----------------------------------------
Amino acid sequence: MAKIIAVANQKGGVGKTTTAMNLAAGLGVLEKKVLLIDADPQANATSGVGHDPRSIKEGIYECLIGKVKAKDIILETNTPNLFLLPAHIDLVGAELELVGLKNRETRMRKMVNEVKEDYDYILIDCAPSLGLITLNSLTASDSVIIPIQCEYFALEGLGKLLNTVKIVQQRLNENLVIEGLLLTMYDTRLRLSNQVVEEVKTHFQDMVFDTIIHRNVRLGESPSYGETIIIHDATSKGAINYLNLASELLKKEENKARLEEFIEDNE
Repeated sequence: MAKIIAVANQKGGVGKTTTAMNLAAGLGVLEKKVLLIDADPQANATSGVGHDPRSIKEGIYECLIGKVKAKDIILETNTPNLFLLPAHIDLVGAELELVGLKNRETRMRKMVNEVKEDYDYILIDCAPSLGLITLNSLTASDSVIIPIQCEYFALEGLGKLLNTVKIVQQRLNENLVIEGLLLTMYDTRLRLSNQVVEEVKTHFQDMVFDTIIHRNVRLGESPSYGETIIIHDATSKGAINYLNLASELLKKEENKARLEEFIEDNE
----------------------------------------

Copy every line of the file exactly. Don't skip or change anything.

Amino acid sequence: MAKIIAVANQKGGVGKTTTAMNLAAGLGVLEKKVLLIDADPQANATSGVGHDPRSIKEGIYECLIGKVKAKDIILETNTPNLFLLPAHIDLVGAELELVGLKNRETRMRKMVNEVKEDYDYILIDCAPSLGLITLNSLTASDSVIIPIQCEYFALEGLGKLLNTVKIVQQRLNENLVIEGLLLTMYDTRLRLSNQVVEEVKTHFQDMVFDTIIHRNVRLGESPSYGETIIIHDATSKGAINYLNLASELLKKEENKARLEEFIEDNE
Repeated sequence: MAKIIAVANQKGGVGKTTTAMNLAAGLGVLEKKVLLIDADPQANATSGVGHDPRSIKEGIYECLIGKVKAKDIILETNTPNLFLLPAHIDLVGAELELVGLKNRETRMRKMVNEVKEDYDYILIDCAPSLGLITLNSLTASDSVIIPIQCEYFALEGLGKLLNTVKIVQQRLNENLVIEGLLLTMYDTRLRLSNQVVEEVKTHFQDMVFDTIIHRNVRLGESPSYGETIIIHDATSKGAINYLNLASELLKKEENKARLEEFIEDNE